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Lake Lanier fishing report: Prolonged cooler weather continues to improve fishing
Eric Aldrich
Local bass angler Eric Aldrich poses with a fish he caught. - photo by For The Times

Water Conditions:  The CORP continues their normal winter drawdown, and lake levels are at 1,066.71 feet, or 4.29 feet below the normal full pool of 1,071. Water temperatures have fallen into the lower 70s. The main lake and creeks mouths are clear to stained. The creeks and rivers are clear to very stained in the backs. The Chattahoochee River below Buford Dam is very stained due to lake turnover. Check generation schedules before heading out to the river @ 770-945-1466.

Bass fishing has been very good at times, and at other times it seems a bit tougher, but if you work at it you should be able to find them biting somewhere. While most anglers long for the fall, top-water action, it’s not always your best bet. The good news is that most days they will bite top-water lures well.

During the day, running and gunning has been working best in my Nitro. Having a milk run of way points marking brush piles, rocky, offshore areas and humps will make this type of fishing a lot more productive. I always keep an eye out for new or unmarked brush or other bottom features to add to my Lowrance Unit’s memory. Most of the brush in fewer than 30 feet of water will hold at least one or two catchable bass, but not every pile will be loaded. This is why you want to fish through several areas before you hit the motherlode.

When approaching a productive looking area, make several casts with a top-water plug or subsurface lure like a Sebile, Big Bites Jerk Minnow or my personal favorite, an SPRO McStick. If the fish are there and you can get the school to activate, you may be able to catch several before they disperse or settle back down into the brush.

If moving lures don’t enlist a bite, move up over the brush and scan it with your Lowrance 2/D and Down Scan to see if the fish are present. Use a drop-shot, Ned Rig or even a jig and drop it down to any fish you see on the screen. Remember that the fish you see on your fish finders are not always bass. Stripers, brim, catfish and crappie all love to hang around brush.

I have had several night trips this past week, mostly for stripers but we are also catching plenty of bass after dark on SPRO Jerk baits and Crankbaits. Make long casts to windy banks out around the islands and in the creek mouths below Browns Bridge. Email me at esaldrich@yahoo.com or PM me on Facebook to book a trip!

Striper fishing rates good to very good. The stripers are schooling in the creek mouths throughout the day. Utilize your fish finders and also keep a keen eye out for any schooling activity you see. On calm, clear sunny days, you can see stripers exploding on the surface as far as a half mile away.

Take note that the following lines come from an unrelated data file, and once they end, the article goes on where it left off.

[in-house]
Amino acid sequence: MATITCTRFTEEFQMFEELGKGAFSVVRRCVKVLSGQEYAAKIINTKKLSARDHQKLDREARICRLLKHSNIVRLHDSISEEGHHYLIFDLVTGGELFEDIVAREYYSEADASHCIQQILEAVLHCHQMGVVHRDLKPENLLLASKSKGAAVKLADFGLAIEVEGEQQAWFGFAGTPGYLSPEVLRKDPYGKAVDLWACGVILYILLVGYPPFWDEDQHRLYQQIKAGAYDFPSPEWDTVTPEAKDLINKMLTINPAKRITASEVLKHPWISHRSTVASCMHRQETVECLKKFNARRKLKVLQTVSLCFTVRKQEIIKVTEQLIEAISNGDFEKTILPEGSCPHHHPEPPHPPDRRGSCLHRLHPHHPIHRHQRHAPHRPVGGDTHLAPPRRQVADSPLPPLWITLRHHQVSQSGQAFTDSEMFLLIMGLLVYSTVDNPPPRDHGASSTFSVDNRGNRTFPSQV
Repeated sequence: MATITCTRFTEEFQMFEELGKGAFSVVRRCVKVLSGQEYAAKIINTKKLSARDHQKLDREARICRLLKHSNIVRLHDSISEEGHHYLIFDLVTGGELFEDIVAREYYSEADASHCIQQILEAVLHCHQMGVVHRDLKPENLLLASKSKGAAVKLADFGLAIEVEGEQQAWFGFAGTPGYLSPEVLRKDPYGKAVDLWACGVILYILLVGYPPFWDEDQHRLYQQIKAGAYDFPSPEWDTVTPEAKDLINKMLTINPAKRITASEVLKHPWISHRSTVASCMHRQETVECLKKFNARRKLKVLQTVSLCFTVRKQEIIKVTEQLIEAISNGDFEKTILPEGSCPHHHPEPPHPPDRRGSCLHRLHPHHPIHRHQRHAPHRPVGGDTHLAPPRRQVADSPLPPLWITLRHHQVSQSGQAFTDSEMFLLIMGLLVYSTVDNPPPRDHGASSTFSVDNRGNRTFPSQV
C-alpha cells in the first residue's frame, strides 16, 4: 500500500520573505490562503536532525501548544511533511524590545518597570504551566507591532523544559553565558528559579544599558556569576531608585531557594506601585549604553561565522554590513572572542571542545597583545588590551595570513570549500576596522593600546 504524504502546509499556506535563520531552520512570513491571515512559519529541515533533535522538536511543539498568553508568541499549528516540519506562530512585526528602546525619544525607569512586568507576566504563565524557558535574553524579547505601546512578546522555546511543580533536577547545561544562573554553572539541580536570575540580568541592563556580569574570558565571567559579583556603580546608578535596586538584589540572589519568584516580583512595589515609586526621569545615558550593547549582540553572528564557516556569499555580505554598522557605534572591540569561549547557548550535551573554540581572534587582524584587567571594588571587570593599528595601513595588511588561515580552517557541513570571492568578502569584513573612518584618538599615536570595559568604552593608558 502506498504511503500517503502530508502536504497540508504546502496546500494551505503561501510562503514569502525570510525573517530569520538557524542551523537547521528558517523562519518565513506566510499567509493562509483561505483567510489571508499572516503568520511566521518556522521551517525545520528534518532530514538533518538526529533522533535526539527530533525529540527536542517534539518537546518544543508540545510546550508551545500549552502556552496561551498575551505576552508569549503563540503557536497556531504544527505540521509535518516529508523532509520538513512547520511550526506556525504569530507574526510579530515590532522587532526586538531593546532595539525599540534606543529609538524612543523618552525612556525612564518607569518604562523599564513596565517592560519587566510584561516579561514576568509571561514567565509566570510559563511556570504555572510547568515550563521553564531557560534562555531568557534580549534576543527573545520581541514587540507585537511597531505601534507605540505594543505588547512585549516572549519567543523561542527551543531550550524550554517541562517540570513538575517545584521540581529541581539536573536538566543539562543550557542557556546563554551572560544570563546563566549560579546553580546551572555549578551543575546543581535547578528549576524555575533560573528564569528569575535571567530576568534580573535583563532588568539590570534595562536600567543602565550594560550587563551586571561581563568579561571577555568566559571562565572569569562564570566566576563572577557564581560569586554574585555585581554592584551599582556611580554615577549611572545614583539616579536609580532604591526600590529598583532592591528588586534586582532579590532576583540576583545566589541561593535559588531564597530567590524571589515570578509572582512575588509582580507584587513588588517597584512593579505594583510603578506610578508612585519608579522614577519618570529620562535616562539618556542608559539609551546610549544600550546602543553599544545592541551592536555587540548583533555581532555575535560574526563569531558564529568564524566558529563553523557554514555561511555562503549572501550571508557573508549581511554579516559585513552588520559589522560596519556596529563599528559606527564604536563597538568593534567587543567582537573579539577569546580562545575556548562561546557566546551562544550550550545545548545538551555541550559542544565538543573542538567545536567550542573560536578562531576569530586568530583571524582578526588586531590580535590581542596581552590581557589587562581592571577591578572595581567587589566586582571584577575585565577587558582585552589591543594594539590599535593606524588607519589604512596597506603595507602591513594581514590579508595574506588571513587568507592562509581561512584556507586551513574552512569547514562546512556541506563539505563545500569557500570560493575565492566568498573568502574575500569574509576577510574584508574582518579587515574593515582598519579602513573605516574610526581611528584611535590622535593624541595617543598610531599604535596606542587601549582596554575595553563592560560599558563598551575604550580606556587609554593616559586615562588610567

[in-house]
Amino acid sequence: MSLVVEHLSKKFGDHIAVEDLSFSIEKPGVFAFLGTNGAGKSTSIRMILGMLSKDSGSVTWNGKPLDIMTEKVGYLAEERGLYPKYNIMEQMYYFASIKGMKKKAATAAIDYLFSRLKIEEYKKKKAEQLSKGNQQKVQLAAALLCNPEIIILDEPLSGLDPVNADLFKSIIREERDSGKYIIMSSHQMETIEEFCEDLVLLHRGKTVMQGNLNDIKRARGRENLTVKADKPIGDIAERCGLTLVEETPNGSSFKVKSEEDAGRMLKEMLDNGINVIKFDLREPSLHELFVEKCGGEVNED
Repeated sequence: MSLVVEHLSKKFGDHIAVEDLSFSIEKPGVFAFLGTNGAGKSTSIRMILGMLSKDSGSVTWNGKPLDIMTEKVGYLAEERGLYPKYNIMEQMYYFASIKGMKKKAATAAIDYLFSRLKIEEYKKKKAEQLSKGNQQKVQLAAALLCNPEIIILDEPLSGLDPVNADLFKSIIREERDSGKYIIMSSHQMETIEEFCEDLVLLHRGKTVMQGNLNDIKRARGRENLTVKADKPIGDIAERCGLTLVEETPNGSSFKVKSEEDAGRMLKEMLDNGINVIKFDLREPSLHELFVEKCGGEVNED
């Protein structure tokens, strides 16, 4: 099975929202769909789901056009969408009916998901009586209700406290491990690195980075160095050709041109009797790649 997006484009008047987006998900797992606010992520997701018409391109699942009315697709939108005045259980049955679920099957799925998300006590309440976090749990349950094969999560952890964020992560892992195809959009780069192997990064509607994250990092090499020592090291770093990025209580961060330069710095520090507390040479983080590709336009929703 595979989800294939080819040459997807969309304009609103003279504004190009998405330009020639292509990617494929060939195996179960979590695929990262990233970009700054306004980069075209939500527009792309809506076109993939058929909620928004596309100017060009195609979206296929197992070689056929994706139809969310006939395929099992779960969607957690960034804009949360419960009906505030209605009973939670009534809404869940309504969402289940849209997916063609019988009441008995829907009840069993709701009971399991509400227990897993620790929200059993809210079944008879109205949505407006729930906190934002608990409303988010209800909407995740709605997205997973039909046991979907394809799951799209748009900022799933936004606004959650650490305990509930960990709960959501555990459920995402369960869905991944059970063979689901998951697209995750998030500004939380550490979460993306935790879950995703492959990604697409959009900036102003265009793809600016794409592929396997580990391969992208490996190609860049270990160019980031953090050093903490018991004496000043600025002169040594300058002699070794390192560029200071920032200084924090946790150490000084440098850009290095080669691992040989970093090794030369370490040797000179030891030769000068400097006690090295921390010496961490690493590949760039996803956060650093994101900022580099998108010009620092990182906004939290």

The fish are staying up longer this week, so if you see them schooling, fire up the big motor and get to them quickly. Cast surface plugs like a Sammy, Zara Spook or a Redfin to any action you see. While we all love to see the top-water strike, subsurface lures may actually outperform top-water plugs. Cast a SPRO Bucktail, Sebile Magic Swimmer or a Bomber Long A to the action and hold on!

Trolling is still a great way to cover water, and it may be your best method for catching fish all day long. Try pulling a full-sized umbrella rig over main lake humps and points from Gainesville Marina all the way down to the dam to locate and catch stripers.

Pulling herring on flat lines and planner boards has yielded some great results when you are around schooling fish. Set out lines and either drift with the wind or move around with your trolling motor so that your herring swim naturally. If you see fish on your electronics that are deeper than 20 feet then you may wish to switch over to down lines.

After dark, we are averaging between five and 15 stripers from 7 p.m. until Midnight. Cast SPRO McStick 110’s or the Bomber Long A’s with three sets of treble hooks. I switch the stock saltwater hooks out for #2 Gamakatsu Trebles. The sharper hooks really increase your hookup ratio. Many strikes will occur as the stripers try to “kill” the baits. They will hit it with their sides or even head butt your lures without hooking up. It keeps things interesting as you will usually get twice as many strikes as hookups.

Crappie fishing has improved, and the fish are reacting to the low 70-degree water temperatures by moving up into the 10 to 15-foot range around docks with brush. Shooting small Hal Flies up under docks that are holing crappie or fishing live minnows under floats has started to produce fish in the mornings and later in the day.

After dark, try fishing the green Hydro Glow lights around docks or set out your own lights around bridge pilings in the backs of the creeks.

Bank Fishing: In fall, stripers and bass can be found shallow and close to the banks of Lake Lanier. Grab a top-water plug and start walking the banks of your favorite park. Make casts around points, rocks or any trees lying down in the water.

Other lures will work well to from the banks. Just make sure you have fresh line and a well casting fishing outfit. If you catch a fish don’t walk past that area too quickly. Bass and stripers run in schools so if you catch one there may be many more in that same location.

Eric Aldrich is an outdoor writer, marketing specialist, guide and bass angler. He is currently booking teaching trips for Lake Lanier’s spotted and largemouth bass. Reports are based on personal experience and permission from a close network of friends. He would love to hear from his readers, so please email him at esaldrich@yahoo.com  Remember to take a kid fishing! 

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